These cultural ramifications of the Latin Mass are the reason why, after Vatican II, English novelists Agatha Christie and Nancy Mitford and other British cultural luminaries sent a letter to Pope Paul VI asking him to continue. Their letter does not even claim to come from believing Christians. âThe rite in question, in its magnificent Latin text, has also inspired a host of priceless achievements in the arts – not only mystical works, but works of poets, philosophers, musicians, architects, painters and sculptors from all countries and of all eras. Thus, it belongs to universal culture as well as to clergymen and formal Christians.
But the Vatican Council had called for a review of all aspects of the central act of worship, so altar rails, tabernacles and canopies were torn in countless parishes. This ferment was accompanied by new radical theologies around the Mass. A freshman major in Religious Studies would know that revising all the vocal and physical aspects of a ceremony and changing the rationale is a real change in religion. Only overconfident Catholic bishops could imagine otherwise.
The more outspoken progressives agreed with the radical traditionalists that the council was a break with the past. They called Vatican II “a new Pentecost” – an “event” – who had given the church a new understanding of itself. They thought their revolution had stalled in 1968 when Pope Paul VI released “Humanae Vitae,” asserting the church’s opposition to artificial contraception, then put it on ice in 1978 with the election. of Pope John Paul II.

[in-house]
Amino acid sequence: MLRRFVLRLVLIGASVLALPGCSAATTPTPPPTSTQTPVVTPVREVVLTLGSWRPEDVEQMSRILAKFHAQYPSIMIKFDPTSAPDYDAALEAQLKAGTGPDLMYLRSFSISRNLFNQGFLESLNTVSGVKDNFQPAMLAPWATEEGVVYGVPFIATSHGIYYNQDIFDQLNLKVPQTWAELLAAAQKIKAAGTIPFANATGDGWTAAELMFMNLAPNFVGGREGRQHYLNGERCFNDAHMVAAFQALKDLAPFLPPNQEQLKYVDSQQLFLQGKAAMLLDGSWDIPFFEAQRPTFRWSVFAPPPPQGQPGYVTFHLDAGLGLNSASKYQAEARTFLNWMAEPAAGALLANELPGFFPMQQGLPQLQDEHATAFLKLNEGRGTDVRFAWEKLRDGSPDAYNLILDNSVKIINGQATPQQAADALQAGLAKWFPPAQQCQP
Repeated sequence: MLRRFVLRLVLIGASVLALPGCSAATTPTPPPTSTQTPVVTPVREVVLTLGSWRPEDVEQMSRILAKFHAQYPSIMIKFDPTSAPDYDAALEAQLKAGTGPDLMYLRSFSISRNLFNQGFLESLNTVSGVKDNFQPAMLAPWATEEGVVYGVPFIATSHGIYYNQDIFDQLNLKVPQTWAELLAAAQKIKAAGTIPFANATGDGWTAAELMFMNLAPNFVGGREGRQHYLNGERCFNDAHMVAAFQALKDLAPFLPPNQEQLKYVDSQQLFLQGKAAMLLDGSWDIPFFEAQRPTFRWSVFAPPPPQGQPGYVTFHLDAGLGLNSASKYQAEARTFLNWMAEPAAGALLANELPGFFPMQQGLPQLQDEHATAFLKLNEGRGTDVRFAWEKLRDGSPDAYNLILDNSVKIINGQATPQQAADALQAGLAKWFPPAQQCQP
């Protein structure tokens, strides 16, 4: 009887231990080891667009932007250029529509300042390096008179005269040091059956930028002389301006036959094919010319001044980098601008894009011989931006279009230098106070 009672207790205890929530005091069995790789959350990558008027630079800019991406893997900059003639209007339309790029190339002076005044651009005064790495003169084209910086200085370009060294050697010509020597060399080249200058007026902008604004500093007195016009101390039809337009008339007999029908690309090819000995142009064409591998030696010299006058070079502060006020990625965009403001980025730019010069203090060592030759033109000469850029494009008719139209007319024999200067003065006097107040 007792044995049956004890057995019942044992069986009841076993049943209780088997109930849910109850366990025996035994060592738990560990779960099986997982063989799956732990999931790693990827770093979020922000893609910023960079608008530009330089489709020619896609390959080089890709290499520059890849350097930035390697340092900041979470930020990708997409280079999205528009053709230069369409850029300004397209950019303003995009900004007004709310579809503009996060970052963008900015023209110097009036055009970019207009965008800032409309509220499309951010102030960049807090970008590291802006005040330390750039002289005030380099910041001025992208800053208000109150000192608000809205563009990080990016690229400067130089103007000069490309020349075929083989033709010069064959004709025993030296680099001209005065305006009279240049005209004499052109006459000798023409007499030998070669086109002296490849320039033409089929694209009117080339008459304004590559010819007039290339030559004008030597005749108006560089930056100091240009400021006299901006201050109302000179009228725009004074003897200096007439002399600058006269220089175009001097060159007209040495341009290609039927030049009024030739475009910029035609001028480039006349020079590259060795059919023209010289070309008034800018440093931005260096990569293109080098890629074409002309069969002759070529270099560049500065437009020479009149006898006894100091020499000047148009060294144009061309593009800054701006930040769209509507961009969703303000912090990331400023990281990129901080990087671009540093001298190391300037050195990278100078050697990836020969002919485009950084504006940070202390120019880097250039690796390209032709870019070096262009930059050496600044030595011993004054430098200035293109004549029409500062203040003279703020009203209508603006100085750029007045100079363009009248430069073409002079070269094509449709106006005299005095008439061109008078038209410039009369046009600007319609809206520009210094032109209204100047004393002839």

To eradicate the old Latin Mass, Pope Francis uses the papacy in precisely the way progressives once claimed to deplore: he centralizes power in Rome, usurps the prerogatives of the local bishop, and institutes a style of micromanagement motivated by paranoia. of disloyalty and heresy. . Perhaps it is to protect his deepest beliefs.
Pope Francis considers that we will return to the New Mass. My children cannot go back there; it is not their religious training. Frankly, the New Mass is not their religion. In countless alterations, the belief that the Mass was a true sacrifice and that the bread and wine, once consecrated, became the body and blood of our Lord has been played down or replaced. With the priest facing the people, the altar was separated from the tabernacle. The prescribed prayers of the New Mass no longer even tend to refer to this structure as an altar but as the Lord’s table. Prayers that indicated the Lord’s real presence in the sacrament have been pointedly replaced with prayers emphasizing the spiritual presence of the Lord in the assembled congregation.
The traditional Mass prayers emphasized that the priest represented the same sacrifice Christ made on Calvary, a sacrifice that appeased God’s anger against sin and reconciled mankind to God. The New Mass was presented as a narrative and historical remembrance of the events recalled in the Scriptures, and the offering and sacrifice was not of Christ, but of the assembled people, as the Eucharistic prayer most commonly used in the new mass, “from the age to grow old, you gather a people, so that from east to west a perfect offering may be made.
For Catholics, the way we pray shapes what we believe. The ancient ritual directs us physically to an altar and a tabernacle. In this way, he sends us back to the cross and to heaven as the ultimate horizon of human existence. In doing so, it shows that God graciously loves us and redeems us despite our sins. And the proof is in the culture that this ritual produces. Think of Mozart’s great interpretation of faith in the Eucharist: âAve Verum Corpusâ (Hail True Body).